Of the many business risks that every leader should plan for, cybersecurity risk is a major threat skyrocketing to the top of agendas.
A study by Accenture found that 68%i of business leaders feel their cybersecurity risks are continually increasing, with information theft being the costliest consequence of cybercrime.
While due in large part to recent accelerations in digital transformation and the increasing shift toward hybrid work models, cybersecurity risks are also on the rise due to the increasing sophistication of attacks, including the highly popular phishing technique.
It may come as a surprise to many, then, that one of the strongest defences against cyber threats isn’t better or newer technology. It’s having a strong cybersecurity culture.
What is cybersecurity culture and why does it matter?
According to the World Economic Forum, 95% of cybersecurity breaches are caused by human error. Whether by accident, negligence or malicious intent, people are still the weakest link in the cybersecurity chain.
When it comes to managing cybersecurity, most organisations are comfortable dealing with the technology side of things. Buy a new security software, install a more advanced firewall, invest in machine learning techniques to improve threat detection – these solutions are relatively straightforward.
Dealing with human beings, on the other hand, can be more complicated. Building a strong cybersecurity culture – one that embeds safe behaviour and digital vigilance in the company’s values, beliefs and attitude – is supremely powerful in ensuring cybersecurity readiness, responsibility and responsiveness.
The big question is: how can leaders implement the right mechanisms to change their people’s attitudes, beliefs and values regarding cybersecurity, at every organisational level?
3 tips for building a strong cybersecurity culture in your organisation
Ensure the C-suite are fully committed
Leaders have tremendous impact on strengthening an organisation’s risk culture. While the chief information officer or chief information security officer may be at the helm of strategy, non-cyber executives including members of the board of directors have equally important roles to play.
An effective way to get the rest of the C-suite on board with committing to a cybersecurity culture – and taking responsibility for strengthening it within their own departments – is to make it relevant to them in business terms.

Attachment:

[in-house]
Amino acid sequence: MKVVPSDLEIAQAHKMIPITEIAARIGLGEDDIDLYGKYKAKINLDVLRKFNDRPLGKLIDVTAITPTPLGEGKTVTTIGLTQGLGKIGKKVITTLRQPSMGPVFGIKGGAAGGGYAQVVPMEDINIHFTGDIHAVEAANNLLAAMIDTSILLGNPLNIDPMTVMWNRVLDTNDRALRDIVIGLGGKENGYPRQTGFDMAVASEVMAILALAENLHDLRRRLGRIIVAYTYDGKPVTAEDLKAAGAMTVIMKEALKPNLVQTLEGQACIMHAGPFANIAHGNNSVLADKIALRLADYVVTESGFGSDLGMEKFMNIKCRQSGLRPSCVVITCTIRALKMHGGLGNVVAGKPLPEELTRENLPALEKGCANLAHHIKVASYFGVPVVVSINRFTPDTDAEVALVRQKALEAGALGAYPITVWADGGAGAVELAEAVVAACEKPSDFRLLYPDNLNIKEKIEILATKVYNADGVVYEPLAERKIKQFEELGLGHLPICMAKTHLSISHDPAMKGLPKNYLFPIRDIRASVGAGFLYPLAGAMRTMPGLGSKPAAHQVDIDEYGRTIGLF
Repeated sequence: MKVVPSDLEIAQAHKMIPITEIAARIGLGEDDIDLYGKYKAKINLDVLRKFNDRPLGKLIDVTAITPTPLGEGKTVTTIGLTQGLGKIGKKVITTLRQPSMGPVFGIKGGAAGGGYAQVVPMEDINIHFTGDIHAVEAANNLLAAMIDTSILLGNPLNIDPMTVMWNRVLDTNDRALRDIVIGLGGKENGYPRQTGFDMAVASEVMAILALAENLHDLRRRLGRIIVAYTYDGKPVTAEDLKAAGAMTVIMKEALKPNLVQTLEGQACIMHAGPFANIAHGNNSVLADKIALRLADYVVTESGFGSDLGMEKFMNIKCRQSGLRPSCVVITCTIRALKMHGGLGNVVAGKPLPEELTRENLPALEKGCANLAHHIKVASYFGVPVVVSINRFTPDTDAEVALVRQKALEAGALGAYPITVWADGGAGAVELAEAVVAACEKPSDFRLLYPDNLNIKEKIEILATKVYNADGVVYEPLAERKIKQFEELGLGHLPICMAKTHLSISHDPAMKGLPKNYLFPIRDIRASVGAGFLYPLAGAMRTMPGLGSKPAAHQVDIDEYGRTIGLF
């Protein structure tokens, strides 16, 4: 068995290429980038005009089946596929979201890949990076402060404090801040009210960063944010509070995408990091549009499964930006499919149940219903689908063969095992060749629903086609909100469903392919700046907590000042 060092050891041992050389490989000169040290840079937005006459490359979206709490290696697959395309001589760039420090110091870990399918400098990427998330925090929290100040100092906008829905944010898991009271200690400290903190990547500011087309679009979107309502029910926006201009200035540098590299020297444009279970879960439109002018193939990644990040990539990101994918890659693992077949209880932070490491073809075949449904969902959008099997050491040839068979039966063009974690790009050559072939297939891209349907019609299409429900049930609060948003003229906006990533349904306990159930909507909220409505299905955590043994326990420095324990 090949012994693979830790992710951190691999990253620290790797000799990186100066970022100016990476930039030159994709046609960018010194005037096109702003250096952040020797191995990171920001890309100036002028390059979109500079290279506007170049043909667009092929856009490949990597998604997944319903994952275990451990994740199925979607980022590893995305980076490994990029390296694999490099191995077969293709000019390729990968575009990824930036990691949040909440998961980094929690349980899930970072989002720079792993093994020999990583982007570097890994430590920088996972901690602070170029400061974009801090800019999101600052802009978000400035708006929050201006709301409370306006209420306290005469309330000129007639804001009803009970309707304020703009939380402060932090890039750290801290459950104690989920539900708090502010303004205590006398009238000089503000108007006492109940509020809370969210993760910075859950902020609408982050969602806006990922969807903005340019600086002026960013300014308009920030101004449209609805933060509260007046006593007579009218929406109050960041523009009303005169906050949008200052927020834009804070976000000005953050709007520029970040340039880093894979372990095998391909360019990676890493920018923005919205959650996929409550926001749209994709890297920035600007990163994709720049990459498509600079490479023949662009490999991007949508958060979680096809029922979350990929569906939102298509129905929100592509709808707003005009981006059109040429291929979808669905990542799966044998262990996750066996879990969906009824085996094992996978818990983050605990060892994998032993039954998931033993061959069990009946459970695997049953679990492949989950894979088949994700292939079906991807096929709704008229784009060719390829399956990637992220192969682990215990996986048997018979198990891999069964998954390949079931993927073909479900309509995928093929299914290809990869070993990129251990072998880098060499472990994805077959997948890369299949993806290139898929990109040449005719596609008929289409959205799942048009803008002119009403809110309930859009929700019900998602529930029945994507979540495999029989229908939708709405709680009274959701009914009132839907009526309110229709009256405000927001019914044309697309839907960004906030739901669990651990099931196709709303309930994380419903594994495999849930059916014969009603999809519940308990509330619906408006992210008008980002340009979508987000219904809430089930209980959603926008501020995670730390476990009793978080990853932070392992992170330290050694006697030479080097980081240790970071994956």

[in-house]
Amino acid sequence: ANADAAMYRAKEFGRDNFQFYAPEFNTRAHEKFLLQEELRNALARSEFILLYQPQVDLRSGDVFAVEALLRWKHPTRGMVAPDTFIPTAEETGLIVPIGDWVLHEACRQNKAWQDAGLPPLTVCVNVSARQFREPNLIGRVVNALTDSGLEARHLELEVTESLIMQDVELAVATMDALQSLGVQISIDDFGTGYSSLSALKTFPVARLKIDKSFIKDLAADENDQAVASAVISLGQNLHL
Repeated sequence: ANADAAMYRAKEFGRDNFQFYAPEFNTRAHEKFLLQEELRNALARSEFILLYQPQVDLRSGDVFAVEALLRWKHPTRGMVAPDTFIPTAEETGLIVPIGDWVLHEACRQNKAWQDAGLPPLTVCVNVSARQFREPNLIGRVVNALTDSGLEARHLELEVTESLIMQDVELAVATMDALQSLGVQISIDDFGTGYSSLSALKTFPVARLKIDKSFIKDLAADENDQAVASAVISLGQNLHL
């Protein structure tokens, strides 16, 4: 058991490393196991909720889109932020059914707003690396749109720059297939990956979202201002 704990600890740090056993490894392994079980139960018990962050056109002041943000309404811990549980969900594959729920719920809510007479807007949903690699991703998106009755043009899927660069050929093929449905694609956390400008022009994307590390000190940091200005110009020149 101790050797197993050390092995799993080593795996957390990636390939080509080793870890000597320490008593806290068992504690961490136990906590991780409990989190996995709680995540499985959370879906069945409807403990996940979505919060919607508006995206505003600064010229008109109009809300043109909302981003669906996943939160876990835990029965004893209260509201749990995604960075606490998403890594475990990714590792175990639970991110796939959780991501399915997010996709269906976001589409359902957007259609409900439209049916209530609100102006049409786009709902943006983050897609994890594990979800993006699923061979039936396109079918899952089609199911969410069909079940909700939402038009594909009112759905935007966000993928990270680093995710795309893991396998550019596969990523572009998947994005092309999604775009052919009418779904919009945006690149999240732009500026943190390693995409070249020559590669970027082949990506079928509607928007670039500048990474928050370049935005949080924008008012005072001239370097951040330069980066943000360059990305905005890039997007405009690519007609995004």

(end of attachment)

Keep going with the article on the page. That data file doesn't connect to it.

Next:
The chief marketing officer, for example, needs to understand the impact of a cyber breach on customer trust and loyalty, and have clear oversight over how customer data is collected, stored and shared within the organisation.
On the other hand, chief financial officers need to be aware of the importance of proactively reporting cyber breaches and security risks to investors and stakeholders, and the costs (seen and unseen) such breaches will have on the company’s financial statements.
Make security training more human-centric
One of the key barriers to strengthening cybersecurity awareness within organisations is that security is perceived as being “boring”, “troublesome” or “complicated”.
According to Jinan Budgeiii, principal analyst at Forrester Research, that’s why it’s important to design security awareness initiatives that create an emotional connection between employees and cybersecurity.
“Unless people feel positive about the topic of security, the capabilities of your team and you as a leader, you will struggle to get them to truly buy into the need for security,” she explains.
Leaders can start by making cybersecurity training more human-centric. Give actionable advice that’s relatable and influence change by nudging employees at certain high-risk behaviour points.
Use language that resonates, and make awareness initiatives fun and rewarding, such as through the use of micro- and nano-learning platforms or gamification to improve retention. It’s possible to use fun and humour to engage employees while conveying a serious message.
Evaluate employees, but avoid a culture of shame
Some organisations have started implementing cybersecurity as an official component of their employee evaluations. The principle is that with formal evaluation, employees understand the importance and gravity of cybersecure behaviours and know what’s expected of them. Coupled with rewards and consequences, this provides a powerful driving force for behavioural change.
For example, employees can submit testimonials of colleagues who went above and beyond to promote a cybersecurity culture, with official recognitions awarded every quarter.
On the other hand, those who failed a “spot the phishing email” exercise could be given a refresher course, or those who consistently score poorly on evaluations can be given greater support in awareness or training.
At the same time, it’s important to ensure that these evaluations and their results are handled responsibly. Cybersecurity evaluations should never be used to promote shame or blame, otherwise they will backfire.
Without psychological safety in the workplace – and an environment where people feel comfortable asking for help, making mistakes and learning from them – cybersecurity threats will become even harder to detect.
A strong, healthy and positive cybersecurity culture means employees are more knowledgeable about cyber threats, are personally committed to behaving safely, and feel motivated to change their habits in order to protect themselves, their colleagues and the organisation.
But making cybersecurity a part of your organisation’s fabric is not a one-and-done deal. As with all things related to organisational culture, consistency, leadership and follow-through are key.
With people as your first and final line of defence against cyberattacks, your organisation will be significantly better prepared to manage one of today’s biggest security risks.